Dave Jenny: Mr. Gambale and I would like to thank the Washington Post, Tom Dunkel and Hector Emanuel for doing this story on Freedom Bail Bonding. We hope that Virginia's regulation of bail enforcement spreads to other states! Thank you to the readers for all of your questions and comments, and we hope you enjoyed the article! Stop by Freedom Bail Bonding in Fairfax, VA for a free T-Shirt!


Baltimore MD: Yeah, I really have to wonder about all the negative comments. I wonder if people like the first poster realize that a skip might have run out on his elderly mother, who put her house up as collateral for a bond. If people don't want to deal with bounty hunters, there's an easy answer: show up for your hearing and/or trial.

By the way, the Oscar-nominated movie Winter's Bone has a small, but sympathetic, portrait of a bail bondsman in the Missouri Ozarks who has the rough job of explaining to a young girl what the consequences for her family will be if her meth cooking father, who pledged the family's timberland, doesn't show up in court.

Dave Jenny: Thanks for the post!


Washington DC Criminal Lawyer: I was very impressed by the apparent thoroughness and avoidance of brutality manifested by Mr. Jenny in connection with the article.

I wish that all "bounty hunters" were to comport themselves similarly. I have represented parties in matters in which bounty hunters have falsely identified themselves (in one case, on tape, claiming to be a Federal ICE immigration agent); committed assaults against innocent third-parties; and in one case, extorted a bribe larger than the defaulted bail amount to release an absconded bailee, who had an obvious interest in remaining at large. I have been approached by prospective clients whose homes have been invaded by bounty hunters who, in several cases, were nowhere near their targeted addresses, and who fled upon realizing their mistakes, making it difficult for them to be identified and compelled to remedy the significant property damage they had caused.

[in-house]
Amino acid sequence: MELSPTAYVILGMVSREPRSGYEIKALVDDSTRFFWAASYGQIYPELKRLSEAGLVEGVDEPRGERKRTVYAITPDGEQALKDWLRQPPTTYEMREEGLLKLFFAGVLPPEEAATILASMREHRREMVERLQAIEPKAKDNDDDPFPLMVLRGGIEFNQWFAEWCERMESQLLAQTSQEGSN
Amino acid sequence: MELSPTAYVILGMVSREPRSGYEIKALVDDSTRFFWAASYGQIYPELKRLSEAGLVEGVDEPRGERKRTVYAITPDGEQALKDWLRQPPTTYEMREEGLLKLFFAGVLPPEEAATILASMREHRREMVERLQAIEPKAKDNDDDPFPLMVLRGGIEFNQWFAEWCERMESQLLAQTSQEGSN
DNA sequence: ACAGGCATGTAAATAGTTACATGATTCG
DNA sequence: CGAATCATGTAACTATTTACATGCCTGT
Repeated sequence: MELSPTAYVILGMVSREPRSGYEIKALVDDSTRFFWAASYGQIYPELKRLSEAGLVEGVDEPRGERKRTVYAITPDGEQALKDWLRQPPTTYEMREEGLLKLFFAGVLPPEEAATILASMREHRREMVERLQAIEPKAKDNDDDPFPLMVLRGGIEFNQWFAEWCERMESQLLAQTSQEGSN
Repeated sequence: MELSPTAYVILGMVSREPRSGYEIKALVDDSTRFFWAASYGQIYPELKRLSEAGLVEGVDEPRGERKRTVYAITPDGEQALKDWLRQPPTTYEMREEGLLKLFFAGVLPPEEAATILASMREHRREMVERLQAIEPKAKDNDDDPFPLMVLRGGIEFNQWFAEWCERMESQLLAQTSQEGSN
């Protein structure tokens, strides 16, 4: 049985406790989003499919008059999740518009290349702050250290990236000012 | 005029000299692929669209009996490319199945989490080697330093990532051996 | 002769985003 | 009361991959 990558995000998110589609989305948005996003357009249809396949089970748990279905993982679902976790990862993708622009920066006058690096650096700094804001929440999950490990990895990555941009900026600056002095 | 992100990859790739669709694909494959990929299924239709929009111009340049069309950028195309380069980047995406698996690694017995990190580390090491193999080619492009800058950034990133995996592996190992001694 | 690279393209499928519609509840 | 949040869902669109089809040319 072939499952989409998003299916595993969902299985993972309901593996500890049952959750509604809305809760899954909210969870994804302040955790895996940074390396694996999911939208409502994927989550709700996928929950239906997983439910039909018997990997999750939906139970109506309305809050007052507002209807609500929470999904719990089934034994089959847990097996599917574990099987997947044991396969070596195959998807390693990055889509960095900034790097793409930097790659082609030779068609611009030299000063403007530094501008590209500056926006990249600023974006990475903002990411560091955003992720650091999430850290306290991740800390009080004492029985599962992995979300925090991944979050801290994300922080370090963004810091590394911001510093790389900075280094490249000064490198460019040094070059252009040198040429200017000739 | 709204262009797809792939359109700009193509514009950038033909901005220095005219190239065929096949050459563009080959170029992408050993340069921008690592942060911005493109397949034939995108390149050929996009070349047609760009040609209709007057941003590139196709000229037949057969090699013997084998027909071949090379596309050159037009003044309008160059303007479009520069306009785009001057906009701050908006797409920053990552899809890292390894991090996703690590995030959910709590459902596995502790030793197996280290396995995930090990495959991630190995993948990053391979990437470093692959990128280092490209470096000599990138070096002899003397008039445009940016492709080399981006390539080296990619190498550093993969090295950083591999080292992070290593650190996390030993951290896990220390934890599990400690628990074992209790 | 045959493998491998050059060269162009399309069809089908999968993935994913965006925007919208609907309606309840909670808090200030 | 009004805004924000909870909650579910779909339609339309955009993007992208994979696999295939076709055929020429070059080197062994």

By and large, bounty hunting activities are not eligible for customary commercial property/casualty insurance of the type that private detectives and security contractors are required to carry. Instead, bounty hunters typically have limited public-liability coverages that do not protect people the bounty hunters may rightly or wrongly detain -- only third parties.

Unfortunately, this commercial activity is substantially under-regulated. There is absolutely no legal requirement, in any jurisdiction anywhere, that a bounty hunter first advise the "demanding agency" (the police agency with jurisdiction over the absconded person) of the commencement of pursuit. There likewise is no legal requirement anywhere that, immediately upon apprehension, the bounty hunter bring the abscond to local authorities at least so as to regsister the apprehension and correctly, positively identify the person. There is no legal requirement, anywhere, that a bounty hunter immediately advise law enforcement of any forcible entry made by or for the bounty hunter. These three steps should be required in every case, at the very least. But no one, not even Mr. Jenny, is required to take these common-sense steps. As a result, bounty hunters in the U.S. are involved in literally thousands of illegal apprehensions (really a form of kidnapping) and breaking-and-entering, every year.

Dave Jenny: Thanks for the post!


Unfair commentary: The comments about bondsmen being as bad as repo men is ridiculous. If people paid their bills and showed up in court there wouldn't be a problem. Don't blame the messenger and take some personal responsibility.

Dave Jenny: Thank you for you post!


db16: I don't see what the problem is here ... if you don't want to do business with bail bondsmen, then simply don't.

If you get arrested and need to post a bond to be free while awaiting trial ... then either pay it yourself in full or simply stay incarcerated until your jury trial ends in a few weeks or months. Nobody is required to do business with bail bondsmen.

And that is all it is ... a business relationship. Of course if you DO enter into a business agreement with a bail bondsman to appear for your court dates, and you break the agreement, then OF COURSE you will be subject to being brought in by the very bail bondsman that you chose to do business with.

It's just good business ... for everybody.

Dave Jenny: Thank you for your post!